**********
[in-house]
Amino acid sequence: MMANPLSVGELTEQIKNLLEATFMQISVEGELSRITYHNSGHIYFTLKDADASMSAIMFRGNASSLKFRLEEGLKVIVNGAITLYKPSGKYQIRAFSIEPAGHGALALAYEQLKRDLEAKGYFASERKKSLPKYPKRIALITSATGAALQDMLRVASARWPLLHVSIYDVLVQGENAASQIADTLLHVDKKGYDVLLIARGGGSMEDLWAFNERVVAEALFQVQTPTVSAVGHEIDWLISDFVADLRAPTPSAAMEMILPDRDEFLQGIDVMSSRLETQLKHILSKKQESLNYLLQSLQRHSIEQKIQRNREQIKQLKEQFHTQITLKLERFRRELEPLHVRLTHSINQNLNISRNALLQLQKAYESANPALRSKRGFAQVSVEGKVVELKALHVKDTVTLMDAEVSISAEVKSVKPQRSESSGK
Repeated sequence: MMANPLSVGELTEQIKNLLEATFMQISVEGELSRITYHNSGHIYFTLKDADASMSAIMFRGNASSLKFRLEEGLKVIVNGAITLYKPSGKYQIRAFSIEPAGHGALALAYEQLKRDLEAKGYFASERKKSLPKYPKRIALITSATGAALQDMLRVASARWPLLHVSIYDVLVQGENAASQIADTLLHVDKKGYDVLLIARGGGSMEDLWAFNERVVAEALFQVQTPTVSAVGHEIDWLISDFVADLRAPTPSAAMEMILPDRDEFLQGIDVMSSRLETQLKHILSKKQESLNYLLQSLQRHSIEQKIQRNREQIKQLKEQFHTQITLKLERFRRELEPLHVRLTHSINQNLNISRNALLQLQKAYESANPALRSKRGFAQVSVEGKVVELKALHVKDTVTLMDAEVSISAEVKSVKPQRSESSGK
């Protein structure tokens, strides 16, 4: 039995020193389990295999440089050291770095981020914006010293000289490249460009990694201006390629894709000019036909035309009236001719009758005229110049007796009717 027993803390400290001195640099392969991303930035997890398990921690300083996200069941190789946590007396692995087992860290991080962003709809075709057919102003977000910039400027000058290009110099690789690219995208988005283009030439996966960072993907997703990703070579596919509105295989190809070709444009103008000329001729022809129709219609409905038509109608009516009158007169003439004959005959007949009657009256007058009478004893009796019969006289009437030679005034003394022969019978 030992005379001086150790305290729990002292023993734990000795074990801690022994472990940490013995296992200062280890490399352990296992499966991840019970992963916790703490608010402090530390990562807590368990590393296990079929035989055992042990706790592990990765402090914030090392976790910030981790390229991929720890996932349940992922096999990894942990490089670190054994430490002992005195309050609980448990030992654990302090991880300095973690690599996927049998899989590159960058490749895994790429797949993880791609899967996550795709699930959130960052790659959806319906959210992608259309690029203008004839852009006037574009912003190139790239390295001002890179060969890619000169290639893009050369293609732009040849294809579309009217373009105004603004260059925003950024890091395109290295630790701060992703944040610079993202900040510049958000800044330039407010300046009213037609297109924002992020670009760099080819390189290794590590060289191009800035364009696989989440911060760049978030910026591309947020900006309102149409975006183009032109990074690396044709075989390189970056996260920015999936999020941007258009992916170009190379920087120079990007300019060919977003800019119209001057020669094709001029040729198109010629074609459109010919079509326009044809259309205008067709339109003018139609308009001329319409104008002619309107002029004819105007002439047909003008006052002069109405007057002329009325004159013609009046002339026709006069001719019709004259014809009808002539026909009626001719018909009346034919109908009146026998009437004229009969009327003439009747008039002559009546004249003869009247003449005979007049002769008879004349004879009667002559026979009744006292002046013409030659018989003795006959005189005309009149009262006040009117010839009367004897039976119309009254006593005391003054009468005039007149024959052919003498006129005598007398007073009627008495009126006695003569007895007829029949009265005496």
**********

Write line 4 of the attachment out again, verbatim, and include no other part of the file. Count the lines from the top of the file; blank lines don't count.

């Protein structure tokens, strides 16, 4: 039995020193389990295999440089050291770095981020914006010293000289490249460009990694201006390629894709000019036909035309009236001719009758005229110049007796009717 027993803390400290001195640099392969991303930035997890398990921690300083996200069941190789946590007396692995087992860290991080962003709809075709057919102003977000910039400027000058290009110099690789690219995208988005283009030439996966960072993907997703990703070579596919509105295989190809070709444009103008000329001729022809129709219609409905038509109608009516009158007169003439004959005959007949009657009256007058009478004893009796019969006289009437030679005034003394022969019978 030992005379001086150790305290729990002292023993734990000795074990801690022994472990940490013995296992200062280890490399352990296992499966991840019970992963916790703490608010402090530390990562807590368990590393296990079929035989055992042990706790592990990765402090914030090392976790910030981790390229991929720890996932349940992922096999990894942990490089670190054994430490002992005195309050609980448990030992654990302090991880300095973690690599996927049998899989590159960058490749895994790429797949993880791609899967996550795709699930959130960052790659959806319906959210992608259309690029203008004839852009006037574009912003190139790239390295001002890179060969890619000169290639893009050369293609732009040849294809579309009217373009105004603004260059925003950024890091395109290295630790701060992703944040610079993202900040510049958000800044330039407010300046009213037609297109924002992020670009760099080819390189290794590590060289191009800035364009696989989440911060760049978030910026591309947020900006309102149409975006183009032109990074690396044709075989390189970056996260920015999936999020941007258009992916170009190379920087120079990007300019060919977003800019119209001057020669094709001029040729198109010629074609459109010919079509326009044809259309205008067709339109003018139609308009001329319409104008002619309107002029004819105007002439047909003008006052002069109405007057002329009325004159013609009046002339026709006069001719019709004259014809009808002539026909009626001719018909009346034919109908009146026998009437004229009969009327003439009747008039002559009546004249003869009247003449005979007049002769008879004349004879009667002559026979009744006292002046013409030659018989003795006959005189005309009149009262006040009117010839009367004897039976119309009254006593005391003054009468005039007149024959052919003498006129005598007398007073009627008495009126006695003569007895007829029949009265005496």